The API treats all data as "records", similar to the rows of a table in a relational database. Each record is of some "record type", and contains a fixed number of fields. As in a relational database, each field can hold at most one value of one elementary data type, such as a number, string, date/time value, etc. A field may also hold a value of None, which is conceptually similar to the "null" value in a relational database. There is also a second kind of "null" value, called sharing.NoChange, that can be used to create "diff" or "delta" records that indicate only certain parts of the record are changed.
To define a record type, a parcel developer will write a short function using the @sharing.recordtype decorator. For example:
@sharing.recordtype("http://schemas.osafoundation.org/pim/contentitem") def itemrecord(itsUUID, title, body, createdOn, description, lastModifiedBy): """Record type for content items; note lastModifiedBy is a UUID"""
The above defines a record type with 6 fields, named by the arguments to the function. The string passed to recordtype() must be a unique URI, and will be used to allow other programs (such as Cosmo) to identify whether a particular record type is known to or understood by it.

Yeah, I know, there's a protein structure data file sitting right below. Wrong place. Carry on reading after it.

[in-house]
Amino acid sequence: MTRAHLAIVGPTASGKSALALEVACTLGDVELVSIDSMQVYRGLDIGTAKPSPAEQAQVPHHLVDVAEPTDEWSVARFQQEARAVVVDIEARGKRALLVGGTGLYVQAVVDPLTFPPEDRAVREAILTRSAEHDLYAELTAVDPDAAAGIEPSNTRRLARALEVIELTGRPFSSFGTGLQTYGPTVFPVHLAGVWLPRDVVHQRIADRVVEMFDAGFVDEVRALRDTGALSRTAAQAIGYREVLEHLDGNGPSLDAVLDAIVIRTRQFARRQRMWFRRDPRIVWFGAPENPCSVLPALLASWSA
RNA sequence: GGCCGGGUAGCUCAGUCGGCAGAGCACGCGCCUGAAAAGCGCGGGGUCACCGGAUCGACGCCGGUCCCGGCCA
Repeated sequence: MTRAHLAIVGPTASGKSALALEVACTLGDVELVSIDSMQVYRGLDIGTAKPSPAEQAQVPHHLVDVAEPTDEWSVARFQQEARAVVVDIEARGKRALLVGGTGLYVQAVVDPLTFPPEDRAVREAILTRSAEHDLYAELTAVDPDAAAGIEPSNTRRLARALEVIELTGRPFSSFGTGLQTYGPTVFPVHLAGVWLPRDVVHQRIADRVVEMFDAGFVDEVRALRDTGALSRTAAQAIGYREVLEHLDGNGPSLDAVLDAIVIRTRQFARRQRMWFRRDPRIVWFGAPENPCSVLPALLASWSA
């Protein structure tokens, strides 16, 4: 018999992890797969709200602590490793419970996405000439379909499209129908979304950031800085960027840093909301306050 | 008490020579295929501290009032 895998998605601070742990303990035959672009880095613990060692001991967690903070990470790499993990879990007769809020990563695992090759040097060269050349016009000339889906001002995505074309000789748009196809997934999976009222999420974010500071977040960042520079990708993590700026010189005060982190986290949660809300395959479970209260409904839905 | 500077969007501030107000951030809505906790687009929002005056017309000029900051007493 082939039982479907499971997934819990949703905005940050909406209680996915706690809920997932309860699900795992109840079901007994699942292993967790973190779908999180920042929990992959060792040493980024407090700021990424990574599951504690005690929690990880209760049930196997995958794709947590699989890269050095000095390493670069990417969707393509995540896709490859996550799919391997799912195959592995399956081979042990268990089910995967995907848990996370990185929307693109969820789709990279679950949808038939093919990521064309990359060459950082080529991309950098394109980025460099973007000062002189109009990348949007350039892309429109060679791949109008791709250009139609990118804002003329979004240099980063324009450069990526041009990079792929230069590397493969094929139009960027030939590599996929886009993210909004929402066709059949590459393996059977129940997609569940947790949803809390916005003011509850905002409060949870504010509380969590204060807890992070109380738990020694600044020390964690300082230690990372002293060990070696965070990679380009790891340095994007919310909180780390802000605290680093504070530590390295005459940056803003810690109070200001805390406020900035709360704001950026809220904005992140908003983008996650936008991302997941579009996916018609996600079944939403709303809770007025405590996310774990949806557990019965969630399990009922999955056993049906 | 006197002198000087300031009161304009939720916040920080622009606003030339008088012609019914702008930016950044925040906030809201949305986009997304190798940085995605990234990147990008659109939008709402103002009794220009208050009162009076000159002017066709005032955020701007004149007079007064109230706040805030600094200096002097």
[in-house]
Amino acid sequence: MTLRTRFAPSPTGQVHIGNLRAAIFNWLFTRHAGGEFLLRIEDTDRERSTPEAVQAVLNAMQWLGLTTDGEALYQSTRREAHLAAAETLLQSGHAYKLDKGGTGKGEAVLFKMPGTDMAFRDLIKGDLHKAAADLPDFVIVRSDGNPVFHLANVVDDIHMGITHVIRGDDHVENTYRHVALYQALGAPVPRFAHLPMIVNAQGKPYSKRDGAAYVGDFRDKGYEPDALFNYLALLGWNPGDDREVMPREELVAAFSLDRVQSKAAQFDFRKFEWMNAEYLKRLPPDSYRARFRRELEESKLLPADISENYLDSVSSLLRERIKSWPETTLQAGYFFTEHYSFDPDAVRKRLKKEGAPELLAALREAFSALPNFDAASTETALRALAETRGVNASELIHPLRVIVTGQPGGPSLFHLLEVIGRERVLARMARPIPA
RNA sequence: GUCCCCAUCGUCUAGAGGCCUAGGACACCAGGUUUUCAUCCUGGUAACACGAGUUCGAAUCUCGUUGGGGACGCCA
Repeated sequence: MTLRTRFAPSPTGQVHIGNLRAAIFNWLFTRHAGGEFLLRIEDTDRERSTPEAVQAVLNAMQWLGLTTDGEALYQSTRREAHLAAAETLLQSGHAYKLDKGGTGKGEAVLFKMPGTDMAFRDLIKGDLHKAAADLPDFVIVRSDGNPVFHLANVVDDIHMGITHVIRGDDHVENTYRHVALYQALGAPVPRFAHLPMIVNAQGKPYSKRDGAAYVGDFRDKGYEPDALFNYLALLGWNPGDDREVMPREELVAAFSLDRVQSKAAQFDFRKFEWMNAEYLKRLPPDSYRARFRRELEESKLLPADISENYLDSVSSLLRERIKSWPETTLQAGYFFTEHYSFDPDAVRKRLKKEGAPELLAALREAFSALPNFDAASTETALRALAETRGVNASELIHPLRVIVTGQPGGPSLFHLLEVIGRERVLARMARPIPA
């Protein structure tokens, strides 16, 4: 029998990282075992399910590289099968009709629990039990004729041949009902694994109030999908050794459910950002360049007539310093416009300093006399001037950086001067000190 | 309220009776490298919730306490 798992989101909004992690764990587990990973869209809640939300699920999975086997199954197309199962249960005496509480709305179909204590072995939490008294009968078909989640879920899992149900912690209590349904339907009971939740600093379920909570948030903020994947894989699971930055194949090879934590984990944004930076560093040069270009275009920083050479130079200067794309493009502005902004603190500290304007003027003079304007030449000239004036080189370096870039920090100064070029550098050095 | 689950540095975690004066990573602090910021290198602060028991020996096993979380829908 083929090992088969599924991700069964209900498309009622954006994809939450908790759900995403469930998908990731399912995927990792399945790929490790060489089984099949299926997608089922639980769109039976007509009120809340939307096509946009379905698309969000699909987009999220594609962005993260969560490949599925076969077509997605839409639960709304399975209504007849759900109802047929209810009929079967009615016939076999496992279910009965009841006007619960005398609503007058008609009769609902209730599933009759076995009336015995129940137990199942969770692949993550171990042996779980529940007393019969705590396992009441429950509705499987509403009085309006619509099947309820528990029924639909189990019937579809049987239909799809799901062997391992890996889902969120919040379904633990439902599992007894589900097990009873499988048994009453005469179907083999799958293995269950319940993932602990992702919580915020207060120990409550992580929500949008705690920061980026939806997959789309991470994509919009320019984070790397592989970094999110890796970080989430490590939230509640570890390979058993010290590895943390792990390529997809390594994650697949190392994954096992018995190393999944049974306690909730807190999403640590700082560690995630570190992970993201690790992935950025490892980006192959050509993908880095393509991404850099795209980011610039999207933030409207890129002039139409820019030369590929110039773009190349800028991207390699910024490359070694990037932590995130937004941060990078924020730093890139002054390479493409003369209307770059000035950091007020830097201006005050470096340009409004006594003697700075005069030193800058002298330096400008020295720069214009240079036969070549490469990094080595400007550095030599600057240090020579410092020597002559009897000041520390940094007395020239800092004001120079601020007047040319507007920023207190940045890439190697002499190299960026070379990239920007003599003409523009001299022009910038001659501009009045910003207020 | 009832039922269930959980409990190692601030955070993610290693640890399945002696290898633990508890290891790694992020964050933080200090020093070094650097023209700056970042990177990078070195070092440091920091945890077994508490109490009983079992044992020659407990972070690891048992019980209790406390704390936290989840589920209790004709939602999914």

(Note that any unique URI is acceptable, including URIs of the form "uuid:...". That is, you need not have control of a domain name in order to create your own unique URI, as you can use a UUID to create one.)
In the simplest case, a recordtype function need not contain any code or return any value. In such a case, the argument names -- and default values, if any -- are sufficient to describe how the resulting record type should behave. However, if you wish to provide type checking or conversion of arguments, you will need to write a bit more code in a record type. For example, here's a new version of the example above, that does a bit more work to ensure it is used correctly: